Monday, December 24, 2007

'Mazar' of old High Court Premises


East gate of old High Court premises

Flowers for offering by the devotees


Entry to 'Mazar'
portion old High Court premises (south side)
Once built as Viceroy's residence (old High Court now under Min of Defence)

inside Passage
The gathering place of 'Fakirs' underneath tree has been cleared up

Front side (east)
view from back (west side)

tomb inside room
room of Tomb and Mosque

Idgah 'Mihrab'

National Eidgah- view towards east

It is not clear about the identity of the person who is lying in the tomb inside old High Court premises. Many believe it to be the tomb of Islam Khan Chisti, the Mughal Subehdar who founded Dhaka as the capital of 'Subeh Bangala' and named it Jahangirabad.

Islam Khan Chisti
(original name Shaikh Alauddin Chisti) won great fame because he succeeded, where his famous predecessors had failed in subjugating and bringing Bengal under Mughal control. Mirza Nathan son of Ithimam Khan, Mir Bahr (Admiral) of the Mughal fleet, came to Bengal with Subehdar Islam Khan Chisti in 1610 CE and took active part in battles. His accounts ‘Baharistan-i-Ghaibi’ is a unique and extensively documented source of contemporary history of battles, the political and social situation of Bengal, Bihar and Assam and the Mughal subjugation of the region. According to him, Islam khan Chisti stationed troops at a strategic location of ‘Toke’ (north of Kapasia south of Gafargaon of Mymensing district) and personally directed the battle to crush the rebellious ‘Koch’ Raja Parikhsit. Once the ‘Koch’ raja was defeated and captured, Islam khan pulled his troops back towards Dhaka. But, on way he suddenly fell ill at Bhawal and died there. His mortal body was brought to Dhaka with honour and buried in the Bagh-I-Badshahi (old High Court premises, Dhaka). Ramna area where he was laid still bears his name as ‘Muhalla Chistia’.

Other Historians however believe, Islam Khan’s mortal remain was initially laid to rest at Ramna Bagh-I-Badshahi, but later, upon instruction from Emperor Jahangir, his coffin was taken out and carried to Fatehpur Sikri for final burial beside his illustrious grandfather sufi saint Sheikh Selim Chisti. Emperor Jahangir and Islam Khan Chisti were playmate during childhood in the ‘Khanqah’ of saint Sheikh Selim Chisti. It is said that Emperor Akbar sought blessing of Saint Selim Chisti for a child to become heir of his throne. When a male child was born he was named Selim (after the name of Saint Selim Chisti) who later become Emperor Jahangir.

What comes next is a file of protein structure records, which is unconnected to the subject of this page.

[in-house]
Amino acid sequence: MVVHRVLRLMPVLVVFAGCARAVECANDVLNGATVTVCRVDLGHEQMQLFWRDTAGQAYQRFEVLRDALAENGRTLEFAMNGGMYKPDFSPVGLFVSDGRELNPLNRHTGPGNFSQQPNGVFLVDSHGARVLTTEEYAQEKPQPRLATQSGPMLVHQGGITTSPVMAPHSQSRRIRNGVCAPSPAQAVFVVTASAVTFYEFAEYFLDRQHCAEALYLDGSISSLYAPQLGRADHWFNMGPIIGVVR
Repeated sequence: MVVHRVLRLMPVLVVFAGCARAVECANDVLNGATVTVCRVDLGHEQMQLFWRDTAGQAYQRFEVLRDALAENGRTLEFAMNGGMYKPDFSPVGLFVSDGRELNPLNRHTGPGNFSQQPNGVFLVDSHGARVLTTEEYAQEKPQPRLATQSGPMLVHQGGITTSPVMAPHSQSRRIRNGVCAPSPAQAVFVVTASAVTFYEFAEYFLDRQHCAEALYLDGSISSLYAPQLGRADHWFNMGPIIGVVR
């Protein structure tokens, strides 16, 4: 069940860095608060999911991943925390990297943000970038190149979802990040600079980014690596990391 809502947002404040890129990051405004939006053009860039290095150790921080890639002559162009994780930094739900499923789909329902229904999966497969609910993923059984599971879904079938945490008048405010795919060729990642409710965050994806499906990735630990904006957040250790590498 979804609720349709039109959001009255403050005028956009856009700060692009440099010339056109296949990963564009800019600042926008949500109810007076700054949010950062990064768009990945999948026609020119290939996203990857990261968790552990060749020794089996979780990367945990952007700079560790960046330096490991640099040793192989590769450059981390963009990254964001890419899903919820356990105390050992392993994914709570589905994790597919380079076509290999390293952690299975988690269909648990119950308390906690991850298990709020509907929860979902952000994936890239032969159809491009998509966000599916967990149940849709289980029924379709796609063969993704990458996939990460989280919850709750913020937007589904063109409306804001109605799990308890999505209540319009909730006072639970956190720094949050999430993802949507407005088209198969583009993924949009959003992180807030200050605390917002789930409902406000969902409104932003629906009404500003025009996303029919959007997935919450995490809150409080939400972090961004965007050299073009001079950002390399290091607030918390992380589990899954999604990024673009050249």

About the present tomb in High Court premises Nazir Hossain in his book ‘Kingbadantir Dhaka’ writes there is an inscription in the mazar gate that a saint by the name Hazrat Shah Khwaza Sharfuddin Chisti is buried in 998 H (1590CE). But, no other references of his whereabout are available anywhere. Noted historian Hekim Habibur Rahman during early 20th century saw the domical roof of the tomb in the midst of thick jungles in Ramna. British Govt. while making establishments in Ramna area leveled many tombs of saints in the Bagh-I-Badshahi. But, they faced resistance from local people- muslims and hindus alike- while dismantling the tomb of Chisti for construction of Viceroy’s residence (later old High Court bldg). Beside this, the old Mosque of Haji Shahbaz east of Teen Netar Kobor and Ramna Kali Mandir also escaped destruction at the hands of British rulers.

After Partition of 1947, the tomb of High Court premises became a place of reverence. Number of devotees increased and soon the place became 'akhra' of 'Fakirs' - ‘Nura Pagla’ being one of them. Govt took notice of it and took control of the tomb (Mazar) area for management. A Mosque and Library were built attached to the Mazar in 1960. The large waterbody east of Mazar was filled up in the ‘80’s to make it the National Idgah.

6 comments:

Anonymous said...

Fascinating story, never knew about in such detail. Thank you very much!

Rehan said...

Ershad Bhai - Thanks for another great bunch of pictures. I always learn so much from your pictures. Your pictures remind of the poem "dekha hoe nai chokkhu melia ghor theke dui pa phalea ekti ghasher upor ekti shishir bindu"...

I regret that I didnt' see so many things that were around me when I was there and now that I am thousand miles away, I want to see those places and feel the atmosphere. I started a list of places and things for me to see and I got many of them from your posting. Thanks adn keep up the good work.

Ershad Ahmed said...

Thanks Rehan Bhai for your beautiful comments...

Shireen said...

"Ahsan manzil', I definitely want to visit some day, also the Chishti Mazar'. What intriguing History, thank you so much.

MysticSaint said...

Thank you so much for posting about the Mazar. Blessings.

Justice Rahman said...

The last part of the narration reveled a worng.Not the government took step to control the area rather his Lordship the then chief Justice of Bangladesh Mr.Justice Mustafa Kamal tok step to take the control of the mazar and formed Mazar Administration committee with the judges of the supreme court and local dignitaries who are still administering the mazar and the mosque.
Thanks Mr.Ershad for your endeavor.